THE RIGHT TO REFUSE

Kudos to the city of Neptune Beach for passing 
a resolution last month to encourage the Florida State legislature to take action against discrimination against the LGBT community (though there is still work to be done on these issues). This brings to mind a moment when the Jacksonville City Council failed on similar grounds;

Two years ago, we witnessed one of 
the most embarrassing episodes in Jacksonville political history when, despite bipartisan support from many community leaders, including former Mayor John Delaney, the Council failed to pass a bill to expand the city’s 
Human Rights Ordinance.

The expansion of the HRO would have guaranteed the LGBT community equal protection under the 
law. It failed to pass in two iterations. The original and more stringent was smacked down 17-2. A compromise failed 10-9.

Local political watchers remember vividly the switcheroo that Councilman Johnny Gaffney pulled. After riding the fence, even teasing support, Gaffney twerked at the last minute, claiming to have been “confused” and powerless to resist a tidal surge of constituent opposition. At least Gaffney had a position — maybe two. That’s still better than the impotent Alvin Brown.

Mayor Next Level sat on his hands during the whole debate, serving up a big “F you” to the LGBT community that mobilized on behalf of his campaign, only to find that he didn’t feel inclined to pay them back for support he hadn’t courted in the first place. Why take a stand on anything more controversial than a Paul McCartney concert?

Gutless and vacuous. That’s a big reason why Peter Rummell’s money will work against the mayor next year, not for him. Rummell cited Brown’s diffidence on the HRO as a reason he has broken with the mayor he did so much to install, in favor of state GOP chairman and rumored mayoral wannabe Lenny Curry.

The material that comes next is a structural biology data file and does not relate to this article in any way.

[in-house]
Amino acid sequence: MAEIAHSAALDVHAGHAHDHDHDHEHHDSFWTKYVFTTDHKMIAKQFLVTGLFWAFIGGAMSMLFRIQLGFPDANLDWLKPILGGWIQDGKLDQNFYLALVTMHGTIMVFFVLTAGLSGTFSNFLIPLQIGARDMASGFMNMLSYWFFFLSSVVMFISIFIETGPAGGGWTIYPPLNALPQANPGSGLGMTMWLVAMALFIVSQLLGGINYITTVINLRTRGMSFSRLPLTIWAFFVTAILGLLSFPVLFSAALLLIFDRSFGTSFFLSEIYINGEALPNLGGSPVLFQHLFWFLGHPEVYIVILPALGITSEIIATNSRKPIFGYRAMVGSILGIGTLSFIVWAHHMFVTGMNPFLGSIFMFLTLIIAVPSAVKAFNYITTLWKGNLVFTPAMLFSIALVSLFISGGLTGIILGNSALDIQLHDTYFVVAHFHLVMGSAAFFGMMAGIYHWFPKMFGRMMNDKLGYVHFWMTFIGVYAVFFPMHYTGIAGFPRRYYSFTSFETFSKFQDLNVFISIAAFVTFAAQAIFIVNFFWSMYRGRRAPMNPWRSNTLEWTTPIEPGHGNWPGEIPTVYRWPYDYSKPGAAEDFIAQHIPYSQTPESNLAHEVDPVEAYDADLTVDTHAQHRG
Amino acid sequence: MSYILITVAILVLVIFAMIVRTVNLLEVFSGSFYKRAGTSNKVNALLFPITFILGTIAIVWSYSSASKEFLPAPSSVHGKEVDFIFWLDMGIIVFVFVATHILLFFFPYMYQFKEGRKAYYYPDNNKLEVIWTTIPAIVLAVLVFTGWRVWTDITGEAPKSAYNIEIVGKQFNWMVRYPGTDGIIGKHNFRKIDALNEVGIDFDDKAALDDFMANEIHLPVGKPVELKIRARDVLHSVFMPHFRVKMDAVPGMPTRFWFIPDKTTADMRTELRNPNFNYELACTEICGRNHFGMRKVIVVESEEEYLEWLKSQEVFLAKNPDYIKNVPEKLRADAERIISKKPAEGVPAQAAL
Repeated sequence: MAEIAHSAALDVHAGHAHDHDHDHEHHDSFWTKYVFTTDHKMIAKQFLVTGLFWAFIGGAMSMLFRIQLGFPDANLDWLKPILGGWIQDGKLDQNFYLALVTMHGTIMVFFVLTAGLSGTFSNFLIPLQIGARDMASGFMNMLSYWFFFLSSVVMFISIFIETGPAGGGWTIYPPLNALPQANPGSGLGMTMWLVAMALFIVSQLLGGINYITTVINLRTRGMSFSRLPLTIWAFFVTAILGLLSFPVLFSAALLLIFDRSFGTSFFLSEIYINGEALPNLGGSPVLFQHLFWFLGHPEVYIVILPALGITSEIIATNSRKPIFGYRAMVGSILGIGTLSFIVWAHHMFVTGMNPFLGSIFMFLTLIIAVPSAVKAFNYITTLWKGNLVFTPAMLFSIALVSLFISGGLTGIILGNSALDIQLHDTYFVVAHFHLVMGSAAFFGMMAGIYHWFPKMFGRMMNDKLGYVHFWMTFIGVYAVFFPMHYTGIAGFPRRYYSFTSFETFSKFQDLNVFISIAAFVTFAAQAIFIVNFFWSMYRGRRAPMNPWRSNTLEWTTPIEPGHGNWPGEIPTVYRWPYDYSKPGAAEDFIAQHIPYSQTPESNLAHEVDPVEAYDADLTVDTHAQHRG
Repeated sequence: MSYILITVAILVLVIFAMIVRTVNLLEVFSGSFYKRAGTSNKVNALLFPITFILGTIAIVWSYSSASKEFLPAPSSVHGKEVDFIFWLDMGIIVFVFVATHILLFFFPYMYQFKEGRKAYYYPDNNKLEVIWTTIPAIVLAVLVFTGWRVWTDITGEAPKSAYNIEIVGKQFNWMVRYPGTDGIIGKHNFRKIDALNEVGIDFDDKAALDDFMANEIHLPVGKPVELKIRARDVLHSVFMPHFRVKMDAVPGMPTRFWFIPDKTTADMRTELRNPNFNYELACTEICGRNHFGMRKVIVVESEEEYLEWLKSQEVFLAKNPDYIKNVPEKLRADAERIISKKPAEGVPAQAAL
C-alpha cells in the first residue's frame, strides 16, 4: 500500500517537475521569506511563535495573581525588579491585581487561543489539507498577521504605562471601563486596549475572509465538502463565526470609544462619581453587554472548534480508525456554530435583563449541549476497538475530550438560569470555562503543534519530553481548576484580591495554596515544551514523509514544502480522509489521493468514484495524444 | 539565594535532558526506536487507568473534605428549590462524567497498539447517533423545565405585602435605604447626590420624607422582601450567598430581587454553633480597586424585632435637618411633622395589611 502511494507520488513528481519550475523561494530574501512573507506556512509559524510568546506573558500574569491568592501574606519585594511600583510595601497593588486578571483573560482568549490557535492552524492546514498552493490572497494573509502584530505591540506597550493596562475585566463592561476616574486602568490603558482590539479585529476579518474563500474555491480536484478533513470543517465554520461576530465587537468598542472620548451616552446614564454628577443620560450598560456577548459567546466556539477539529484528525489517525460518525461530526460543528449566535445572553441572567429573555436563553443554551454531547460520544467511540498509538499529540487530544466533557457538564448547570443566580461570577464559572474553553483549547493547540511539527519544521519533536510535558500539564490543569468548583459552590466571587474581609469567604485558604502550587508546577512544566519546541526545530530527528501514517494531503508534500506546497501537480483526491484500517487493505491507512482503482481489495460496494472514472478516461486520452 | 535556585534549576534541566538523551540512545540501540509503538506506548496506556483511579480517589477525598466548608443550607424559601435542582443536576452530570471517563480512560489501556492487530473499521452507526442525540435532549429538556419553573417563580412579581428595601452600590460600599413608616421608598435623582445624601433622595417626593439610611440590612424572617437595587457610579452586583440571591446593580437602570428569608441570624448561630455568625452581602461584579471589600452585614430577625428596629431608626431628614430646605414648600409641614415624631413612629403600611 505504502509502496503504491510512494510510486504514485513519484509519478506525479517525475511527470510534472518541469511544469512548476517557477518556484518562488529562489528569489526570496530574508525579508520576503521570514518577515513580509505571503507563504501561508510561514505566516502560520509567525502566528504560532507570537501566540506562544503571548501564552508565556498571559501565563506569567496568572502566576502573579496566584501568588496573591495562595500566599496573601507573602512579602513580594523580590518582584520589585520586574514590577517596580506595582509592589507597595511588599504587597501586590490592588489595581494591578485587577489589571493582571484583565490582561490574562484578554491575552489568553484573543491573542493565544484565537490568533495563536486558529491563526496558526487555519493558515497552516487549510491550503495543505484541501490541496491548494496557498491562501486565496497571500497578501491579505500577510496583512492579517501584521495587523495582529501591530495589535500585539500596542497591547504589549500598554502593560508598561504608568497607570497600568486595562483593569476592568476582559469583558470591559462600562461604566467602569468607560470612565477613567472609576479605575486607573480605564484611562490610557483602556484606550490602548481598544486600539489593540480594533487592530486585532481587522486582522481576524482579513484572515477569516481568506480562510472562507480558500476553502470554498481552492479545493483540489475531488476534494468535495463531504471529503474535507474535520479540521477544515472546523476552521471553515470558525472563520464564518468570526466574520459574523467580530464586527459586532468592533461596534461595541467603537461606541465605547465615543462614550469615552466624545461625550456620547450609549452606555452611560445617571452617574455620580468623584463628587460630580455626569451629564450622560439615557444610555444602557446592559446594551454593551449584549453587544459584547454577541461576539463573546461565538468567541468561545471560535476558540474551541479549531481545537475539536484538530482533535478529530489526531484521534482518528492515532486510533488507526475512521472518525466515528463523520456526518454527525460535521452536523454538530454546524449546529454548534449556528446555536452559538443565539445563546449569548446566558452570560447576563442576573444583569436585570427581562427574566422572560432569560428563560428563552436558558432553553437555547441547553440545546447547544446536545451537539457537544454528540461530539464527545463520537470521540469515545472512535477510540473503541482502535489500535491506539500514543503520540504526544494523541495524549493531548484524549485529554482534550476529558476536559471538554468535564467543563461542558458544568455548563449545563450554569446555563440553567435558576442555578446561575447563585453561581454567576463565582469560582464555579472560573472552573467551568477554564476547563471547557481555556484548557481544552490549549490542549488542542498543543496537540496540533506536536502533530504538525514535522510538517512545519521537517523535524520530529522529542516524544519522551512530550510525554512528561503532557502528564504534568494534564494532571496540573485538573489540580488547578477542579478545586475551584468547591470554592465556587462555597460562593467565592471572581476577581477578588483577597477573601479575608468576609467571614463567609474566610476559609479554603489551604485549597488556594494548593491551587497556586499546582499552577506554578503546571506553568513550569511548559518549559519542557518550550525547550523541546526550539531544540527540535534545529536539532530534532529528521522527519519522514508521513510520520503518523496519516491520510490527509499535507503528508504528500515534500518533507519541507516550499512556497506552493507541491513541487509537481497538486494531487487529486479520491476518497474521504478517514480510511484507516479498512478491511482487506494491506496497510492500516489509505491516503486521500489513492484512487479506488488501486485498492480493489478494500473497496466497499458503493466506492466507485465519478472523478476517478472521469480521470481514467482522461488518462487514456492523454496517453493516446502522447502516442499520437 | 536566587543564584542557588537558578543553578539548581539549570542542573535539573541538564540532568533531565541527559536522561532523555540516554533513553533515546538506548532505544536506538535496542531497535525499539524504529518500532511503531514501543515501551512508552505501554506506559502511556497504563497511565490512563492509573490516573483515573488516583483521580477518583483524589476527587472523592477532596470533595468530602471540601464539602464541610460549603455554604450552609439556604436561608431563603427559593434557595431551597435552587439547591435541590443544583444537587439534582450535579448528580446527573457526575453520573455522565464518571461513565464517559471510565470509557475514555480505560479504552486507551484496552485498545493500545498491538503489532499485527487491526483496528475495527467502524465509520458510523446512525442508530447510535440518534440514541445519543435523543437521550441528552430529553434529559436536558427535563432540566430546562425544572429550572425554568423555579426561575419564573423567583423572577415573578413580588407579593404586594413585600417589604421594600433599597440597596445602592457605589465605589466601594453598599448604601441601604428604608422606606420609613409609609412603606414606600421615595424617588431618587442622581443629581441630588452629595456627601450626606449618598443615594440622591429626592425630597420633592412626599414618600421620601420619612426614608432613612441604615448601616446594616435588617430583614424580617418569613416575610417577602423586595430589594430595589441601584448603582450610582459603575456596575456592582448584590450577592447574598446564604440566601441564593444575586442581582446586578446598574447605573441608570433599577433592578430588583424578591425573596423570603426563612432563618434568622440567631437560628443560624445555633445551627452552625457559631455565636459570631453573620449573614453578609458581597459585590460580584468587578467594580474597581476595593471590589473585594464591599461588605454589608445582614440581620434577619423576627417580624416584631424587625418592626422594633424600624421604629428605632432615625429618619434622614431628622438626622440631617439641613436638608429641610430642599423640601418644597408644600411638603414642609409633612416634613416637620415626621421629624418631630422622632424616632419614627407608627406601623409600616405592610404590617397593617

For career pols, human rights are but mere abstract concerns; for real-life gays and lesbians, these leaders’ failure to lead has 
real-life consequences.

Consider the case of local musician Alex E — known for her involvement in Tomboi, Wild Life Society, PRZM and Ritual Union — who posted on Facebook recently that a Westside thrift store had “just profiled me in their store and kicked me out, because I’m gay.”

“I definitely was thrown out,” Alex says. “My friend and I were walking around the store looking for clothes” when an employee approached (with two enforcers not too far behind) and “said we needed to leave. I asked why. She said they have the right to refuse service to anyone for any reason.”

The reason, according to Alex: She and her friend, who is biracial, were showing affection for one another — kissing and holding hands. And the people who asked her to leave were white. She figured that might have something to do with it. That and homophobia.

Even assuming everything Alex alleges is true, it’s not illegal — not under state or Jacksonville law. This isn’t the first time she’s faced harassment on account of her sexual orientation, either. “I’ve been followed to my car with girls, spat on, called faggot, chased [and have heard] rape threats,” she says. “I’m comfortable with who I am. Unfortunately, the rest of the world isn’t the same.”

Discrimination against people perceived to be gay is a Duval County tradition. Faded scenesters from the Einstein A-Go-Go days may remember the rednecks driving by the Jax Beach club back in the Reagan-Bush era yelling “faggot” from their truck windows at the goth kids out front.

Jarring as that was for the targets of the harassment, we’ve come to assume that we are past that. Clearly, we are not. Clearly, there are people who cling to atavistic hatreds. Elsewhere, other cities are willing to enforce the expectations of a truly civil society. Clearly, we’re not there yet.

About EU Jacksonville

october, 2021

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